Fast paced, action-packed and high body count. Narrator was pretty good, even didn't mind his foreign accents (tho I don't think Arabic accents roll the R's as much as he did...). Good characters, Dewey especially - need more of him! Definitely worth buying book #2.
After reading the summary, I was expecting a teary downer of a story, but instead found it almost uplifting, even a bit inspirational. I liked the characters and the believable way they interacted with each other. The medical scenes weren't overbearing - enough information to get the gist of what they were dealing with, but not so much that it becomes a Medical Drama. Mostly it was about how Daisy deals with her life, and her relationship with her husband (and other characters), with this new, terrible prognosis. Rebecca Lowman excels at this type of narrative, and she performs all but the last chapter.
I didn't get very far into this to be able to rate the story itself. Candace Thaxton was too distracting - speed up, slow down, speed up again, all in one sentence. Returning this one. (but I LOVED Hatvany's "Safe With Me" - I'm not giving up on this writer, just Candace Thaxton)
Loved this story - at times it moved me to tears, and at other times made me want hit him (listen and you'll find out who!). The 3 narrators were perfect, especially Rebekkah Ross. This is my first Amy Hatvany, and I'm looking forward to trying more.
It took a while to get into this story, but as I got to know Ove better it dawned on me that this is a really sweet story. I laughed aloud a few times, and was deeply touched some, too. Narration is good - just the right amount of gruffness for Ove, and the accents and inflections of the other characters were well done.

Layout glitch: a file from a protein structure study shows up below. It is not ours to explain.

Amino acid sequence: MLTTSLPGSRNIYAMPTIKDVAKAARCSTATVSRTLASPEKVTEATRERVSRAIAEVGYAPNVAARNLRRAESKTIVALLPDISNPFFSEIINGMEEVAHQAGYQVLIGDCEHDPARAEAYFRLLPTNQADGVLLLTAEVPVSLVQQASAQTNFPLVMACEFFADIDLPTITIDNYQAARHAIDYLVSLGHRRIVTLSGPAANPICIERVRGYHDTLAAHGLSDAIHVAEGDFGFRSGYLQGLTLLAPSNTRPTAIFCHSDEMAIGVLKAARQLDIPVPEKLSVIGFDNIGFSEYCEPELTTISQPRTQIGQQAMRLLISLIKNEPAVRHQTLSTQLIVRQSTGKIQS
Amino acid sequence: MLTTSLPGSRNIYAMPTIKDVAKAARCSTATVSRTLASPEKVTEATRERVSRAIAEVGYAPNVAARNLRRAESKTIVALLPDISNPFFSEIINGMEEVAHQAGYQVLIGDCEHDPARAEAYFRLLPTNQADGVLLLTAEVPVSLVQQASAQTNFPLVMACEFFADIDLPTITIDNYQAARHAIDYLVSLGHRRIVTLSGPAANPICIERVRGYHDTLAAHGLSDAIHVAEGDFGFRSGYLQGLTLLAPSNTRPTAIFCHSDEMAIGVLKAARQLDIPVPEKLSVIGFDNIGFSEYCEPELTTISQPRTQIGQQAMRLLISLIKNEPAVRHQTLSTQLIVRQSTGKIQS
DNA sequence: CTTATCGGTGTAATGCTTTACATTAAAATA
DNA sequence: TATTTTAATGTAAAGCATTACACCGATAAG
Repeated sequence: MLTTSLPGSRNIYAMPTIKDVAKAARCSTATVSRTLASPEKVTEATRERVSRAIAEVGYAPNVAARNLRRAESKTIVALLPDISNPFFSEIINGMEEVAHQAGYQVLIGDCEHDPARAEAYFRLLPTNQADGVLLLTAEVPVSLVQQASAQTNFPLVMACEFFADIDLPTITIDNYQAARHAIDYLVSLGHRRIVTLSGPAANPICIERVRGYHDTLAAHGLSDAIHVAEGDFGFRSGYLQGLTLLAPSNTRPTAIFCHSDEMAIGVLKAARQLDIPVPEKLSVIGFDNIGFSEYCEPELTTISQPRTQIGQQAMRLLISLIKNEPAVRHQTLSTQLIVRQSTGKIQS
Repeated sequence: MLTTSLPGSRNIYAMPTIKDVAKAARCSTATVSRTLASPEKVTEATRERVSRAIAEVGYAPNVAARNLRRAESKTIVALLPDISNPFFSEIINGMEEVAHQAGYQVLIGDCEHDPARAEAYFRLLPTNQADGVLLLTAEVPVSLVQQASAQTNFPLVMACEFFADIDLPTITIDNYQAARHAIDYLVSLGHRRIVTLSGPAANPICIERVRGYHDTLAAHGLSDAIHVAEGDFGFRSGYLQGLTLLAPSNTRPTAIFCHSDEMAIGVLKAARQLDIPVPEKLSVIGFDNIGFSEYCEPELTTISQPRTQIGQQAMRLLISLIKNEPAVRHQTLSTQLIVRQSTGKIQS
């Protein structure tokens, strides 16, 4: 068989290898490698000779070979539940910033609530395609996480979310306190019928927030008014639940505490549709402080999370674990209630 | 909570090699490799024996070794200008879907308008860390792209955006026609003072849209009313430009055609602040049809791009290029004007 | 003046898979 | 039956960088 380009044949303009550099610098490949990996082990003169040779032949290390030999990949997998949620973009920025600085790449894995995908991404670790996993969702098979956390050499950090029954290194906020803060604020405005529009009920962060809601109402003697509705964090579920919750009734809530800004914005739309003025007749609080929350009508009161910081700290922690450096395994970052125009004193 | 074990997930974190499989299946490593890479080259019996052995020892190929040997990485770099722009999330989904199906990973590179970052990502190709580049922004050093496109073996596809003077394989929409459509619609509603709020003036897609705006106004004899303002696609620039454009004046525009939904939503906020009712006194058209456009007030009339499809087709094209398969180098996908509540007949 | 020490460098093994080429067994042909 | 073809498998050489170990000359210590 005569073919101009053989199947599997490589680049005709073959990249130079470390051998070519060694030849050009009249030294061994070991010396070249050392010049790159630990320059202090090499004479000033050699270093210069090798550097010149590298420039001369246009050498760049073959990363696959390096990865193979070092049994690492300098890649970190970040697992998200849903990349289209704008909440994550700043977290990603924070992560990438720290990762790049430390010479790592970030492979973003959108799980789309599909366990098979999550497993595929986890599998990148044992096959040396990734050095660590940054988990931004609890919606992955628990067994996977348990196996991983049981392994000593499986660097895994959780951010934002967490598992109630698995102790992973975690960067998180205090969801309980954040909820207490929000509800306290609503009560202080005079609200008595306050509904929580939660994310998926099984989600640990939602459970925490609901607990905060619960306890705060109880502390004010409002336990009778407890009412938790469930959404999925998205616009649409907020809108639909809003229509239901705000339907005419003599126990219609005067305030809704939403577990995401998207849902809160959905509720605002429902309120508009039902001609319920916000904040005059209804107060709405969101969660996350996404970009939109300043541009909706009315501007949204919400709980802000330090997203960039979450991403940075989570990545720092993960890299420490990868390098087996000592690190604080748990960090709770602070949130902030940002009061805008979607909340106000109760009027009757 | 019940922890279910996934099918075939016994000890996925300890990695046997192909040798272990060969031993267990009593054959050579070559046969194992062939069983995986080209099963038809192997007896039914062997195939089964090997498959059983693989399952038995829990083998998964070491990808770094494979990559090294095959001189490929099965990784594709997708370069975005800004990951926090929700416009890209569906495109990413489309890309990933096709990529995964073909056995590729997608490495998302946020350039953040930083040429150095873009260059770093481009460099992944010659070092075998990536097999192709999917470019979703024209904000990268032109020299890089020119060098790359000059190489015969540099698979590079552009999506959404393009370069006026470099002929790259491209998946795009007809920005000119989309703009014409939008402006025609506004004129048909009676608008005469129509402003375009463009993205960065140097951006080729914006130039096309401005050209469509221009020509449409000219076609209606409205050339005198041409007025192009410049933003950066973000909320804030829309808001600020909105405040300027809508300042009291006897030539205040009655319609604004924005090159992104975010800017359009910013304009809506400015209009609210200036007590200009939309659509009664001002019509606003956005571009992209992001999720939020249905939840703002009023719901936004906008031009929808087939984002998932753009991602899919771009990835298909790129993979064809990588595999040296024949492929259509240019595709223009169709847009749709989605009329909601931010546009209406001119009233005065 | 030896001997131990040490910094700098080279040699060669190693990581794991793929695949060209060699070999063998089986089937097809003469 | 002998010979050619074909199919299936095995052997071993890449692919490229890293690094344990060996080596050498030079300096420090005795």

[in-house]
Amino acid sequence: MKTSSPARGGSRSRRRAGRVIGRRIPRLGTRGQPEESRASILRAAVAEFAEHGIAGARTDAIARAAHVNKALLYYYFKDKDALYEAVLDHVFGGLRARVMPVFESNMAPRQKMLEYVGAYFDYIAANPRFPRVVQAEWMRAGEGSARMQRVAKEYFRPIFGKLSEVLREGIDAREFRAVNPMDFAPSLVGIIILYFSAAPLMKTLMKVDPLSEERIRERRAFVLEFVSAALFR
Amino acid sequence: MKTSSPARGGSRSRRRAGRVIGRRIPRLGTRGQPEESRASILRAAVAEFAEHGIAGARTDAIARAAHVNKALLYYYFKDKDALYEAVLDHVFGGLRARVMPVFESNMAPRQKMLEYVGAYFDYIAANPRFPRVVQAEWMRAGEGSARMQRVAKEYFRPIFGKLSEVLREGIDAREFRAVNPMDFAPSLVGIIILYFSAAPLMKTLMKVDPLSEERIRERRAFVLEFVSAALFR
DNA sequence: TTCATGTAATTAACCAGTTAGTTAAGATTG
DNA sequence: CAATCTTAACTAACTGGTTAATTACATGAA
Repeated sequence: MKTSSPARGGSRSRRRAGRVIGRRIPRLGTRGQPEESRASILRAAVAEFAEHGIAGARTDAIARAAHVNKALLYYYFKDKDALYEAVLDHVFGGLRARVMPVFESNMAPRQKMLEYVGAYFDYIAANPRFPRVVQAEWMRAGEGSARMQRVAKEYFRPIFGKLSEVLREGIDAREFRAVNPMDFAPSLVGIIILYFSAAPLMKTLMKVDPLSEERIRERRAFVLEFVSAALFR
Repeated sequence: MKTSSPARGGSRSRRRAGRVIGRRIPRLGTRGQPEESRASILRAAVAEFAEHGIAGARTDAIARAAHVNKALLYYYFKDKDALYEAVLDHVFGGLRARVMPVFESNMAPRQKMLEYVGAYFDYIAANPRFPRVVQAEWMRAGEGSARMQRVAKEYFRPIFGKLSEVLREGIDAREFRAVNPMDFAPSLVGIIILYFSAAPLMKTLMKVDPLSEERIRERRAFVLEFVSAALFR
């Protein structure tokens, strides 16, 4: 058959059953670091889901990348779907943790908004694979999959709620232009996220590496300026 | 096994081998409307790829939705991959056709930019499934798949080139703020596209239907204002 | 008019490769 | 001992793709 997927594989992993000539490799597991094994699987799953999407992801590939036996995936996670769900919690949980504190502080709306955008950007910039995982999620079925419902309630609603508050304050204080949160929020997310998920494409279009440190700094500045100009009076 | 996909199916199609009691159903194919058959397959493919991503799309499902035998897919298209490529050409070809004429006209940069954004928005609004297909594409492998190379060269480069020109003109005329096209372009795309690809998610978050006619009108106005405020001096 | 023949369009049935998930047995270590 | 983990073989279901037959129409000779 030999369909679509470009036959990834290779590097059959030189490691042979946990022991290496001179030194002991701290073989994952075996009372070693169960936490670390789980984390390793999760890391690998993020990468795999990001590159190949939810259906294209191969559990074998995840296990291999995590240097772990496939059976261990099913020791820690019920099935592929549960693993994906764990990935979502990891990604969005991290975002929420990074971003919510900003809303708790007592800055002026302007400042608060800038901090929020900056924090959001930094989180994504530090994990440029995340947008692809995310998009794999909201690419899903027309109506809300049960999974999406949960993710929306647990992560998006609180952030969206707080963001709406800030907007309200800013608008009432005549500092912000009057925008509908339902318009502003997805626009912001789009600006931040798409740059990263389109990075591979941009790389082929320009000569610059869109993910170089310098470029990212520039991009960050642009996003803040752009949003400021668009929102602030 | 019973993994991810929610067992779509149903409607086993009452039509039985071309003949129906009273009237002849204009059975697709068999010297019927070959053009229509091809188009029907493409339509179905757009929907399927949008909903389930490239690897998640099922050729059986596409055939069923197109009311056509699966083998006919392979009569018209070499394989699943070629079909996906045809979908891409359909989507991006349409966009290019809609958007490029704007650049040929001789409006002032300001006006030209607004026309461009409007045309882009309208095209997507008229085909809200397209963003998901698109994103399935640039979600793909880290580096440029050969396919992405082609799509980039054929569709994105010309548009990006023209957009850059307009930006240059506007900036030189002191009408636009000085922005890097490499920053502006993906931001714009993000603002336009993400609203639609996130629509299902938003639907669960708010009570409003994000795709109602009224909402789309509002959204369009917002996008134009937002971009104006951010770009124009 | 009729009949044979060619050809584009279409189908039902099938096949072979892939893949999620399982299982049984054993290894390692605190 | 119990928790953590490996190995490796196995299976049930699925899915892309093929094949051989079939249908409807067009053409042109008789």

Riveting story, great narration. Seems a bit faster-paced for a Gabriel novel, which makes it that much more thrilling. Many of the same characters from The English Girl appear here, and play more involved roles. Really love this series, and this one is top-notch.
Set in the early 90's, this isn't old enough to be historical, but old enough to make me impatient. ("...he was even known to take a cellular phone with him to the movies..."). Also, 95% of the books I've listened to that were narrated by George Guidall have been great, but once in a blue moon he reads in a sort of slower, prissy style, and this is one of those. Maybe I've been spoiled by more modern spy thrillers (such as the unsurpassable Vince Flynn's Mitch Rapp series). I might have loved it if I'd listened to it when it was new.
This would have rated "riveting", if it was maybe two downloads instead of three. Good characters; interesting to have "real" ones, such as Bowie and Santa Anna. Bogged down at times; some scenes were just longer than they needed to be. Still a good enough story to stick with it, and George Guidall's narration was great, as usual.
I've been a fan of Zombie Lit forever, and this ranks right up with the best. No new angles really; the usual order of walking dead and survival, but it's very well written. Fast paced and believable, and Jay Snyder is pitch-perfect. Looking forward to the sequels.
Story is simple and straightforward; a nice glimpse into early 1900's New York, especially for newly arrived immigrants. Nicola Barber is good as the main character, Molly, and various children's voices. Her way of reading male character's voices, especially American accents, and certain older women, borders on cringe-worthy. Still, I like the story and care about the characters well enough to stick with it.
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